Acrolein -a toxic substance produced in cells during times of oxidative stress- in fact may play a role in preventing the process of fibrillation, an abnormal clumping of peptides that has been associated with Alzheimer's disease and other neural diseases, discover scientists from RIKEN in Japan.
The key to this new role is a chemical process known as 4+4 cycloaddition, where two molecules with "backbones" made up of four-atom chains come together to form a ring-like structure with eight atoms. The group found that in some circumstances, acrolein can combine with a class of molecules called polyamines, which themselves are important biological players, to make substances that can prevent the fibrillation of Aβ40 peptides.
‘In some circumstances, acrolein can combine with a class of molecules called polyamines, which themselves are important biological players, to make substances that can prevent the fibrillation of Aβ40 peptides.’
"What is remarkable," says Ayumi Tsutsui, the lead author of the paper published on June 1 in Advanced Science
, "is that the reaction involves acrolein and a class of substances known as polyamines, which are all associated with oxidative stress. Polyamines are known to play very important biological roles, but the mechanisms are still poorly understood." Levels of acrolein have been found to correlate with the progression of diseases such as cancer and stroke.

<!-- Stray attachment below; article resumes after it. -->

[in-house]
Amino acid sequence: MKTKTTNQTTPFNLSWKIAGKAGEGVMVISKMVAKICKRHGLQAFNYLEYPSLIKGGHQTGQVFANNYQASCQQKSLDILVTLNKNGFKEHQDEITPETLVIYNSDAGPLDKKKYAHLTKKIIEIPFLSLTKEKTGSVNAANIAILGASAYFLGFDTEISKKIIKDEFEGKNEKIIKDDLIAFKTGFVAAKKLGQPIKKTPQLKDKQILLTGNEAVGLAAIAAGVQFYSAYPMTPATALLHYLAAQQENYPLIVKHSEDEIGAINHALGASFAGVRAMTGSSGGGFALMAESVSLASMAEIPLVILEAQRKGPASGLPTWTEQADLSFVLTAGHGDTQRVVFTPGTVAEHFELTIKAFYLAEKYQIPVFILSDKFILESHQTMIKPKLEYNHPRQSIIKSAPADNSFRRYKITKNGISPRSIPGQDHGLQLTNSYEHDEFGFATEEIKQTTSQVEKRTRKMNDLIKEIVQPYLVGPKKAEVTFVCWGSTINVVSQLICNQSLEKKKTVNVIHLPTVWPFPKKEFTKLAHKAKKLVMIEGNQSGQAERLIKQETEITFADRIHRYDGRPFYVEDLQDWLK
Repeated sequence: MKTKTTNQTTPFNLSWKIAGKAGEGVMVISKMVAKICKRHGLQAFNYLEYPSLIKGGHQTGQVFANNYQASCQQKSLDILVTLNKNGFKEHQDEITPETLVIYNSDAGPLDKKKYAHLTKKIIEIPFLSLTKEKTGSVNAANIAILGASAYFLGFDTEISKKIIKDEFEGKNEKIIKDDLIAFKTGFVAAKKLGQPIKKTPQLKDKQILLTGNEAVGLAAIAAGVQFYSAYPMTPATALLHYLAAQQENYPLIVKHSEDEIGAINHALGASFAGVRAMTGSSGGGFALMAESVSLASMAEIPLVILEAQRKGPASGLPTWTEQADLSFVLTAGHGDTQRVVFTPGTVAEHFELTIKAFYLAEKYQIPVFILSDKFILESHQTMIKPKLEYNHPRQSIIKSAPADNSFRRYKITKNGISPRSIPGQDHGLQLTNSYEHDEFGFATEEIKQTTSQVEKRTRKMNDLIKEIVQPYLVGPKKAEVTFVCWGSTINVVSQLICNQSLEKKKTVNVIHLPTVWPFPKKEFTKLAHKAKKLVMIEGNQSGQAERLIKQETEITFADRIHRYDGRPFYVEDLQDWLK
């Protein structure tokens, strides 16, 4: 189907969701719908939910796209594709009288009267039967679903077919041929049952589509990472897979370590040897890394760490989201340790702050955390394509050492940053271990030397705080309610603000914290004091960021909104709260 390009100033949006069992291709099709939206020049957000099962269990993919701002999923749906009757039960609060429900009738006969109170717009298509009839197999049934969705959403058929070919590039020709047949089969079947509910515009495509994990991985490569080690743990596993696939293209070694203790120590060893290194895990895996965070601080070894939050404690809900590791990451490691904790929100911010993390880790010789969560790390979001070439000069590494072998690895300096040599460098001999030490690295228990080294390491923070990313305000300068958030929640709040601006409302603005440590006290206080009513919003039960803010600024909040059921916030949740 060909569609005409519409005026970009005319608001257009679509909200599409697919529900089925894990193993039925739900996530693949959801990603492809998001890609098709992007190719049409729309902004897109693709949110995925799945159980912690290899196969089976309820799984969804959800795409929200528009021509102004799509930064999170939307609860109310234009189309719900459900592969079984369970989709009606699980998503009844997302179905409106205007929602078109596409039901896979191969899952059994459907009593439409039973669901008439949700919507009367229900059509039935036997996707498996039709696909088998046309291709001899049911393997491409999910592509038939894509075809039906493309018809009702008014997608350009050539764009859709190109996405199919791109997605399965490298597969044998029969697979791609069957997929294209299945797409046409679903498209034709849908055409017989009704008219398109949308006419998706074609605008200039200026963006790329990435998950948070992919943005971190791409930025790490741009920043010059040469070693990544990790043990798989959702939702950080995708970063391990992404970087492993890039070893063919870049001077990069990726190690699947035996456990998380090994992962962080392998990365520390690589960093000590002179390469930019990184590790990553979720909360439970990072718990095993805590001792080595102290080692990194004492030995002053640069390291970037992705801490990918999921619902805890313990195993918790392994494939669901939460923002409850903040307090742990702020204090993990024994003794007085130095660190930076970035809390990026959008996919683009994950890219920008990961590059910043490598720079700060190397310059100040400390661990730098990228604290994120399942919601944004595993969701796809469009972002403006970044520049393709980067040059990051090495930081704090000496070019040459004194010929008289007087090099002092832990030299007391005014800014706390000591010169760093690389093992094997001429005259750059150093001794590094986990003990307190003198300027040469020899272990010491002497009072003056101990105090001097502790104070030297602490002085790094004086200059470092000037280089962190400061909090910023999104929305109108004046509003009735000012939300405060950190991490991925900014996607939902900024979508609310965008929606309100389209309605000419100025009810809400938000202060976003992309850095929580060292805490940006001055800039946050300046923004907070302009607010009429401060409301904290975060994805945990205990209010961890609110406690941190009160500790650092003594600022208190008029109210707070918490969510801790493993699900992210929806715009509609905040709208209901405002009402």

According to Tamotsu Zako of Ehime University, who participated in the research, "It made sense to see acrolein simply as a dangerous substance that triggers disease, and many researchers saw it that way. But in our previous work we had discovered that acrolein could bind with polyamines such as spermine and spermidine to form eight-atom cyclic molecules, and we wondered what biological role these rings might play."
As the team began the experiments, they were surprised to find that these substances made from a combination of acrolein and the polyamines seemed to prevent the peptides known as amyloid-beta from aggregating together--a process linked to the progression of Alzheimer's disease, where neurons are gradually killed by the accumulation of these amyloid peptides. The group tested the hypothesis by incubating A-beta40 peptides in mixtures of acrolein, a polyamine known as spermine, and a cyclic compound formed by acrolein and polyamines.
Neither of the first two molecules alone had any effect on fibrillation, but the cyclic compounds turned out to be powerful inhibitors. The researchers also found that when acrolein and polyamines were added together into a living cell, they combined naturally through 4+4 cycloaddition to create the diazacylooctane molecule. According to Katsunori Tanaka, who led the team, "This is important for several reasons. First, it gives us insights into the mechanism through which polyamines--which we know to be tremendously important biologically--exert their action."
"And secondly, because acrolein and polyamines combine naturally in cells to form these powerful anti-fibrillation substances, it may open the way for us to influence the progression of terrible neurological disorders such as Alzheimer's." Tanaka said that in the current experiment the group used A-beta40, an amyloid peptide with 40 amino acids in the chain, but that they also hope in the future to conduct experiments with A-beta42, which is more prone to fibrillation and is also believed to play a key role in Alzheimer's disease.